A Universally Accepted Conclusive Rule?

Daf 31. Summary. The Sages become excessively joyous at weddings and their behavior is interrupted. Rabbi Yohanan says, “It is forbidden to fill his mouth with mirth in this world” . . . at least until the exile is ended.

One cannot pray in a state of distraction. Prepare for prayer by studying a “universally accepted conclusive halakha.” The gemara considers several examples of such a halakha. One involves the rules for purification following menstruation; one involves employing “artifice” to evade an obligation; one involves the prohibition from deriving a benefit from the blood of a living animal consecrated for sacrifice.

One should not pray in a state of sadness, laziness, frivolity, or aimlessness. One should come to pray “imbued with the joy of a mitzvah.”

In prayer, one should “focus his heart toward heaven.” The daf derives examples of prayer  models from Torah. Rav Hamnuna and others derive several significant halakhot from Hannah’s prayer.

Comment. The examples of “universally accepted conclusive halakha” that one may contemplate in preparing for prayer are hardly likely to achieve the promised result of settling the mind and focusing one’s heart toward heaven . . . at least for me! The rule for purification following menstruation makes me anxious at the uncertainty that my wife will be permitted to me. The rule that artifices  may be employed to avoid a “derivative” obligation sets my mind to wondering whether the obligations I evaded today were truly derivative. Contemplating the prohibition against deriving blood from an animal consecrated for sacrifice reminds me that such sacrifices are not possible since the destruction of the Temple, leaving me too sad to pray. But then there is Hannah, and a hundred positive examples of how to pray and what to pray for. Many rich and positive examples of how to engage with God are derived from the yearnings of a woman to bear a child. It takes a woman to teach men how to pray.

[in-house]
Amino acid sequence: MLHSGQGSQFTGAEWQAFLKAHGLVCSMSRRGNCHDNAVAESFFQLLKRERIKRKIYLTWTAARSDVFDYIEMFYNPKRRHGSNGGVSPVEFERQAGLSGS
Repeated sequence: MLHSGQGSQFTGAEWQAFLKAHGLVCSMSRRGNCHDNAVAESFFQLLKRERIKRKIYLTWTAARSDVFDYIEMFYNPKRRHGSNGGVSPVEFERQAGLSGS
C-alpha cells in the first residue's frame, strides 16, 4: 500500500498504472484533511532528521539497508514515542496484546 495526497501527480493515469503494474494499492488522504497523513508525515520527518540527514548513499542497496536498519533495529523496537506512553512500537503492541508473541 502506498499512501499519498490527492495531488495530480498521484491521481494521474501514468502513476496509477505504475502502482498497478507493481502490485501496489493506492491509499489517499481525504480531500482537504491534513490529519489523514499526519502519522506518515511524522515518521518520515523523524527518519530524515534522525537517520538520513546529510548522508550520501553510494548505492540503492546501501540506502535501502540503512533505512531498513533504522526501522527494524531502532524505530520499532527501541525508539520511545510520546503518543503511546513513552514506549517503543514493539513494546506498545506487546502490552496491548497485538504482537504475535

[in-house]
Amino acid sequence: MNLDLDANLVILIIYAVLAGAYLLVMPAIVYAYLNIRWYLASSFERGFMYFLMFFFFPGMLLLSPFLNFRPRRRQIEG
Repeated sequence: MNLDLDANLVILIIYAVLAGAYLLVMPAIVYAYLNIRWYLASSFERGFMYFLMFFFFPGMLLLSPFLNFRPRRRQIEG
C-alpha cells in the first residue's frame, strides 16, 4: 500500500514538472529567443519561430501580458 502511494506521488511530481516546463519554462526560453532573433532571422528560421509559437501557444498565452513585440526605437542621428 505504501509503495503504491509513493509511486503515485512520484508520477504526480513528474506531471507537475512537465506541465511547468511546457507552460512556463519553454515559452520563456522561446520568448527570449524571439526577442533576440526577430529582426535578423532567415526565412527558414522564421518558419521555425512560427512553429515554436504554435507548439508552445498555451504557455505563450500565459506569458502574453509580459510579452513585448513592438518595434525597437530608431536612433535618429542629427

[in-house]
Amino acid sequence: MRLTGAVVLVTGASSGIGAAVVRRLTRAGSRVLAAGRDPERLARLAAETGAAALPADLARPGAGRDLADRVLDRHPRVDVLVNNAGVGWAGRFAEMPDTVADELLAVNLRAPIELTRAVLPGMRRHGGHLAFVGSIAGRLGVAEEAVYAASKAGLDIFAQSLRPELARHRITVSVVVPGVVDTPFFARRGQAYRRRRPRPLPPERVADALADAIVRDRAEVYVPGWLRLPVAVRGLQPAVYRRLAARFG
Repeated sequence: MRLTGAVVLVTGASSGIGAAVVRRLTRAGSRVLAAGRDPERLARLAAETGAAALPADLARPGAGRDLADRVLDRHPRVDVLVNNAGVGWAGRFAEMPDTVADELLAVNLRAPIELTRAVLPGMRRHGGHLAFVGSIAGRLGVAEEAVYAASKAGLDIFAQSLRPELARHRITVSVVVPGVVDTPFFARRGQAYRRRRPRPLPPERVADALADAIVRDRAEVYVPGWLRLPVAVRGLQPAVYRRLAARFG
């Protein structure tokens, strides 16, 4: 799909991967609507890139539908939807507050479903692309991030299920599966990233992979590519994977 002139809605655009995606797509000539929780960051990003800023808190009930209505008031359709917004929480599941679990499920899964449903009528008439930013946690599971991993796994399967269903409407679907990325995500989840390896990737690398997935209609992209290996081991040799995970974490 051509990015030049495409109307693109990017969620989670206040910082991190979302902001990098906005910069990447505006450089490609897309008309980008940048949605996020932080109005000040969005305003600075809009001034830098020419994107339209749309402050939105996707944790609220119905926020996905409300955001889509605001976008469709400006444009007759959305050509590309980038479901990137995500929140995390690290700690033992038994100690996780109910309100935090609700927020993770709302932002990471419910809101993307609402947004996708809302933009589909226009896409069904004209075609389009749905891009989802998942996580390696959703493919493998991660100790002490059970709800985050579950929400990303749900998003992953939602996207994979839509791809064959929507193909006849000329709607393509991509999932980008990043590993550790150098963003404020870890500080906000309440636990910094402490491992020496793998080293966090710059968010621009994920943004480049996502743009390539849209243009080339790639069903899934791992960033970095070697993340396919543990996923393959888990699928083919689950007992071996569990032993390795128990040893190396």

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One Response to A Universally Accepted Conclusive Rule?

  1. charleshollander says:

    Hannah’s prayer is taken as unique and exemplary; the Daf shows us how we can learn from it. At 31b R. Elazar said: “From the day that the Holy One, Blessed be He, created His world, there was no person who called the Holy One, Blessed be He, Lord of Hosts until Hannah came and called him Lord of Hosts.” This is true. Ha-Shem Tzvaot does not appear in the Pentateuch or in Joshua or Judges, and its first appearance is in 1 Samuel 1. Hannah is the first person to call on him as Ha-Shem Tzvaot, but her husband Elkanah “used to go up from his town every year to worship and to offer sacrifice to the LORD of Hosts at Shiloh” (1 Samuel 1:3, 8 verses before Hannah’s prayer). Thus Elkanah and Hannah, husband and wife, are the first two to be attached to the phrase Ha-Shem Tzvaot. R. Elazar explains the prayer as “Master of the Universe, of all of the hosts and hosts that You created in Your world, is it difficult in Your eyes to grant me one son?” So it was the woman’s prayer that was granted.

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